THE law that provides the basic framework for US national waste management practices is up for reauthorization. The Resource Conservation and Recovery Act (RCRA) was a historic step forward when it was passed in 1976. Each time it has been reauthorized, in 1980 and 1984, Congress has further defined and tightened its requirements. Now it is time for Congress to address major problems that remain. RCRA provides a framework for managing broad categories of waste, such as municipal waste (residential and commercial trash) and hazardous waste. ``Orphan wastes,'' however, have not been regulated under these broad classifications, and are essentially uncontrolled by federal policy. If these wastes were small in volume or benign, a few straggling orphans would not pose a threat. But the volume of these wastes is roughly 70 times larger than all the commercial and residential trash produced in the US. While 150 million tons of municipal trash is created each year, the US disposes of 11 billion tons of orphan wastes in the same time.
Orphan wastes consist of vast amounts of waste from manufacturing processes (pulp and paper, organic chemicals, textiles, etc.), from mining and oil drilling, and from other industrial operations. They do not all contain high concentrations of heavy metals or other toxic materials. But cumulatively, because of the immense volumes, the potential hazards are significant.
These industrial wastes are now discarded in more than 200,000 waste piles, ponds, and impoundments around the US. By comparison, only about 6,500 landfills receive commercial and residential garbage. No one knows how many orphan waste sites will require special cleanup under the government's Superfund program for hazardous wastes because the Environmental Protection Agency (EPA) has not even conducted a systematic investigation of them. We have no accurate idea what they contain.
Developing regulations for these sites is a sizable challenge. Because of the diversity of industrial operations, the types of controls may be different for each of the major categories. For example, environmental threats posed by a slag heap are different from threats from chemical plant refuse. It is easy to see why EPA has deferred action.
Many of these industrial waste sites lie in vulnerable environmental settings. EPA has privately acknowledged the potentially serious environmental threats involved. But in its latest report to Congress, all the agency said about this massive volume of unregulated industrial waste was that there was ``a need for further study.''
Much more is needed. The reauthorized RCRA should require that all disposal facilities for industrial waste located in vulnerable geologic settings install a basic groundwater monitoring network. The law should also call for technical standards related to closure of these facilities, the care and maintenance of them after they are closed, financial responsibility, and corrective action, when needed. The immense volume of orphan wastes in the US should not deter the establishment of environmental standards, but should symbolize the need for moving forward.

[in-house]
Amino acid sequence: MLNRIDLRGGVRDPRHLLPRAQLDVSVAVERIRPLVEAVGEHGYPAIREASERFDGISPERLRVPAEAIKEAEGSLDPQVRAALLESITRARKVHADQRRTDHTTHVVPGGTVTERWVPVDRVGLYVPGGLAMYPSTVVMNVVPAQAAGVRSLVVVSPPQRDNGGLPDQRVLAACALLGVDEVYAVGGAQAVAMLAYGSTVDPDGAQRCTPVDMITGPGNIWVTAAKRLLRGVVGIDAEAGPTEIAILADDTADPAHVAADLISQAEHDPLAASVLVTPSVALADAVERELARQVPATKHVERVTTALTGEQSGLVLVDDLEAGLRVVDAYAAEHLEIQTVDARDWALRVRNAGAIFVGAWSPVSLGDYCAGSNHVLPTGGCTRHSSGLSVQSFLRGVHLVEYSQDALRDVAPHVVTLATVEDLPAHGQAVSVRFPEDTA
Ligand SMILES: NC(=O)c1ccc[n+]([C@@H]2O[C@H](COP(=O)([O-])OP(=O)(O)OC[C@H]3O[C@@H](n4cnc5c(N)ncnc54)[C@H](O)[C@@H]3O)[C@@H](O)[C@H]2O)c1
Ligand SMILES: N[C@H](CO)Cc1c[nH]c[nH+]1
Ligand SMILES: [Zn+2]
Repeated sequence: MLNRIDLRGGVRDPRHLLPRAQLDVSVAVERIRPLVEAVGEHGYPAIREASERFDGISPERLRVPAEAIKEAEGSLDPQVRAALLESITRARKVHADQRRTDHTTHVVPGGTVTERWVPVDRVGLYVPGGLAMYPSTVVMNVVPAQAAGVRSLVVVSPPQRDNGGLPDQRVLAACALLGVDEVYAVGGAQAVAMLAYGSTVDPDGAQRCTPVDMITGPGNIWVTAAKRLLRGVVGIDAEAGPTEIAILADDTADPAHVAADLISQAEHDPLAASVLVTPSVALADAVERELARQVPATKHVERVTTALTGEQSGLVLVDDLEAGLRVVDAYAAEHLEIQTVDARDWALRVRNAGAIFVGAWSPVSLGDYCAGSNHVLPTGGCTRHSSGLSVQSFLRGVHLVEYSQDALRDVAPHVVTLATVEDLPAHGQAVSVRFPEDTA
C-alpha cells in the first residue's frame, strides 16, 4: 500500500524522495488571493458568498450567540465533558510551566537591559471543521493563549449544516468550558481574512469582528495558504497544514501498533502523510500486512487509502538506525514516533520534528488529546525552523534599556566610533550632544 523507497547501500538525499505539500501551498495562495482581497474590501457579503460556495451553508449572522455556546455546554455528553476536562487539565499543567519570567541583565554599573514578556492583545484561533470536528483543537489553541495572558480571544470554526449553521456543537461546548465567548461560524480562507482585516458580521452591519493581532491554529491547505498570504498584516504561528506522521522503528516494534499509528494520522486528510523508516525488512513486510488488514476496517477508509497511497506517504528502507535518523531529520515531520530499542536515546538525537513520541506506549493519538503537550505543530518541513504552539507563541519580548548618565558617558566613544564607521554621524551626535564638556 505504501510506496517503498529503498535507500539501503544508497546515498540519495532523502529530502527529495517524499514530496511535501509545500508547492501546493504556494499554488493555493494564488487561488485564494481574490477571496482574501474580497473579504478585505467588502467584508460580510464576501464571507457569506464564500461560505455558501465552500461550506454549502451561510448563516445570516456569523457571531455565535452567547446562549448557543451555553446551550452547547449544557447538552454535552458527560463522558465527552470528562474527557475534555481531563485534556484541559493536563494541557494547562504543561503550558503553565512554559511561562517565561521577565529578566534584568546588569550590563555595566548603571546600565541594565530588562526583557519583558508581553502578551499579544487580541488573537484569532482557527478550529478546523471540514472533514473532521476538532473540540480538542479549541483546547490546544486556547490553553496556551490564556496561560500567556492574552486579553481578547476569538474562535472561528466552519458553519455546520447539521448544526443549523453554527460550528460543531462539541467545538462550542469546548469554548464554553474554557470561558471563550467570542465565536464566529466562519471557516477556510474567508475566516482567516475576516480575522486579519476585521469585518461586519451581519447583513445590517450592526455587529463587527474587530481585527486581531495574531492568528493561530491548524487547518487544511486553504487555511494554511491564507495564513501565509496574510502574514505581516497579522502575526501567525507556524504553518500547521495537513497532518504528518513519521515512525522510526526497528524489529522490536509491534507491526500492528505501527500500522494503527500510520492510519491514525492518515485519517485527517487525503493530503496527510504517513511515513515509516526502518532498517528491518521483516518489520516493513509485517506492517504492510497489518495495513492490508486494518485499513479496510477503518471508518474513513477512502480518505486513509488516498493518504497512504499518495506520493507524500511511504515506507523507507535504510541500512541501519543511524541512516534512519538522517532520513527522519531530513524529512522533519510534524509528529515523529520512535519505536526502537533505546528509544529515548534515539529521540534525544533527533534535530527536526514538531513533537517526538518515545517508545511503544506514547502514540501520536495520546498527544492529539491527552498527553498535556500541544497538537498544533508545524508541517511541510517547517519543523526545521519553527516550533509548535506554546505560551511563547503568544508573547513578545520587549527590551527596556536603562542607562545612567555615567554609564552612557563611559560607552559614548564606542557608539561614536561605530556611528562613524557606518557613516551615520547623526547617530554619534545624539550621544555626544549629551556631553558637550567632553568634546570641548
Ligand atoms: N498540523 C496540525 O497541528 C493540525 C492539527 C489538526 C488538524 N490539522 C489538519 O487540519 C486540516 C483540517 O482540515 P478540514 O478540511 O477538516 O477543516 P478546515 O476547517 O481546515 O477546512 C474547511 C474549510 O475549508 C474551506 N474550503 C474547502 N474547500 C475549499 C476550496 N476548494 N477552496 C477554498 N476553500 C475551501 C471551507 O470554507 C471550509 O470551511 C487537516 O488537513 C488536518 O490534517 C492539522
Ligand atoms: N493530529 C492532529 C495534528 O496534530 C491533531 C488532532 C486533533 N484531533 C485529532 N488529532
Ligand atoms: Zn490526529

Another major problem is the vagueness of federal rules related to municipal garbage landfills. EPA wants to give states flexibility toward achieving environmental protection goals, and has not placed meaningful requirements on the technology or approach to be used.
Unfortunately, many states have spotty records of controlling these sites, despite nearly two decades of effort. Only about half of US landfills are operating under state permits. About 25 percent may go a year or more without state inspection. Many still do not have a basic groundwater monitoring program. Much of the technological advancement in landfills has come from private operators of waste sites who have become concerned about potential liabilities.
The new legislation should end this piecemeal approach to landfill regulation and establish national minimum standards. It should send states a simple, clear message: Prevent groundwater contamination by imposing basic design, location, and operating requirements so that costly remedial actions will not be needed. EPA should spell out specific minimum requirements for siting landfills, the liners that are required, groundwater monitoring, water collection, and the final covering and maintenance of the landfill after it is closed.
The legislation must also emphasize recycling. Americans are still once-through consumers. The federal government should encourage its agencies to purchase recycled materials, even when they are slightly more expensive than ``virgin'' products, to increase the demand for recycled goods and lead to more recycling.
By correcting these problems, the reauthorized RCRA would aim us toward a new national ethic of disposing of society's waste without endangering human health or the environment.